Dave Bittner: [00:16:11] And joining me once again is Johannes Ullrich. He's the dean of research at the SANS Technology Institute, also the host of the ISC's "StormCast" podcast. Johannes, it's always great to have you back. We wanted to touch today on something that you all are looking into. This has to do with some AutoCAD files and some vulnerabilities that have been popping up there. What do you have to share with us today?
Johannes Ullrich: [00:16:31] Yeah. So the bad guys, they are always getting creative and finding new document types to hide malware, typically to bypass filters in your mail servers. So you have filters inspect, for example, Word documents to make there are no macros in them and such. But turns out that AutoCAD files - these are usually using a .dwg extension - well, they're actually the same OLE standard files as Microsoft Office documents, and they can contain pretty much the same Visual Basic for Application macros that you find in Word and Excel.
Johannes Ullrich: [00:17:09] So we have seen a couple of these AutoCAD files being used to attack users. And what's a little bit tricky here is, first of all, you know, AutoCAD is not a commonly installed desktop application. So your targets are a lot more sparse here. But it's usually people in your company that work sort of on your latest, greatest designs on proprietary data that you're trying to protect. So it's certainly a very important target. And I think, you know, that's where these AutoCAD files are really becoming an issue.
Johannes Ullrich: [00:17:48] You may say, hey, I can just filter for AutoCAD files. Yes, you can do that, and definitely, that's something that you should do. It's also a little bit different than - you may have heard occasionally about like, you know, executable code being added to images and such. That's usually just done to infiltrate the code into the organization. You still need some special, usually malicious software to parse this code out of these images. With AutoCAD files, well, if you have AutoCAD already installed, no real malware need it other than this malicious AutoCAD document.
Dave Bittner: [00:18:22] Now, in terms of getting these AutoCAD files to the folks who would then launch them, is this just straightforward kind of phishing sorts of things?
Johannes Ullrich: [00:18:32] Yep. What we have seen so far is pretty much, you know, spear phishing e-mails. Someone receives an e-mail with an attachment telling them, hey, this is new design that I'm working on or whatever. So this is sort of how they usually appear to be distributed. Of course, they could also arrive as a link to a website - maybe if someone sort of finds some open repository of AutoCAD drawings, like of parts and such. They could, of course, use them. Haven't seen that part yet. But this would be - it's a little bit similar to - from a developer's point of view, when you're including libraries and such, a lot of AutoCAD users are using paired libraries and such that, you know, of course, may also include these malicious macros.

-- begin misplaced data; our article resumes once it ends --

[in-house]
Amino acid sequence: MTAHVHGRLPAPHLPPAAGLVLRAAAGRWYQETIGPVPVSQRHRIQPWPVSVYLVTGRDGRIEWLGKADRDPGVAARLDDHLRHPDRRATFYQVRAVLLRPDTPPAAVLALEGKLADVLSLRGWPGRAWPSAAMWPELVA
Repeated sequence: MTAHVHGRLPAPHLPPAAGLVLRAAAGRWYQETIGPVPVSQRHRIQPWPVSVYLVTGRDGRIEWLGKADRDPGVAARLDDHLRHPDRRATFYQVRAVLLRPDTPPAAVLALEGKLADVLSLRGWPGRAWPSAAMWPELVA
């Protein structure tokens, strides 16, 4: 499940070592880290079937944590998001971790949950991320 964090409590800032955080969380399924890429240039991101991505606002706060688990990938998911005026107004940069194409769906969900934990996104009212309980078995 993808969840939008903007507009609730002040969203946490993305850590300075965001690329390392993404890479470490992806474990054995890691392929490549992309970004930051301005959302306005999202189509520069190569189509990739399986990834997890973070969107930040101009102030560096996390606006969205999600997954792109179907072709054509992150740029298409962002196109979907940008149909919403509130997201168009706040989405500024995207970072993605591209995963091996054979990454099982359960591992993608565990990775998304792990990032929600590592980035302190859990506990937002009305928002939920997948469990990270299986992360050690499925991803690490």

Dave Bittner: [00:19:18] And I suppose there's an educational component to this as well. If you've got folks on your staff that are using AutoCAD, put the word out that - perhaps disabling macros or, at the very least, being on the lookout for this sort of thing.
Johannes Ullrich: [00:19:30] Certainly, that's a real good idea. You know, not actually sure if you can disable macros like you can do in Word. With AutoCAD, definitely be on the lookout for it. And, you know, make sure on your mail servers, in your web proxies and such, that you don't forget to inspect those AutoCAD documents. In general, whenever you receive an attachment with an odd extension, it's probably a good idea to quarantine them and, you know, look at it later from a security point of view.
Dave Bittner: [00:20:02] Yeah. All right. Well, Johannes Ullrich, as always, thanks for joining us.
Johannes Ullrich: [00:20:06] Thank you.
Dave Bittner: [00:20:11] And that's the CyberWire. For links to all of today's stories, check out our daily news brief at thecyberwire.com.
Dave Bittner: [00:20:18] Thanks to all of our sponsors for making the CyberWire possible, especially our supporting sponsor ObserveIT, a Proofpoint company the leading insider threat management platform. Learn more at observeit.com
Dave Bittner: [00:20:28] The CyberWire podcast is proudly produced in Maryland out of the startup studios of DataTribe, where they're co-building the next generation of cybersecurity teams and technologies. Our amazing, amazing CyberWire team is Elliott Peltzman, Puru Prakash, Stefan Vaziri, Kelsea Bond, Tim Nodar, Joe Carrigan, Carole Theriault, Ben Yelin, Nick Veliky, Bennett Moe, Chris Russell, John Petrik, Jennifer Eiben, Peter Kilpe, and I'm Dave Bittner. Thanks for listening.
Copyright © 2020 CyberWire, Inc. All rights reserved. Transcripts are created by the CyberWire Editorial staff. Accuracy may vary. Transcripts can be updated or revised in the future. The authoritative record of this program is the audio record.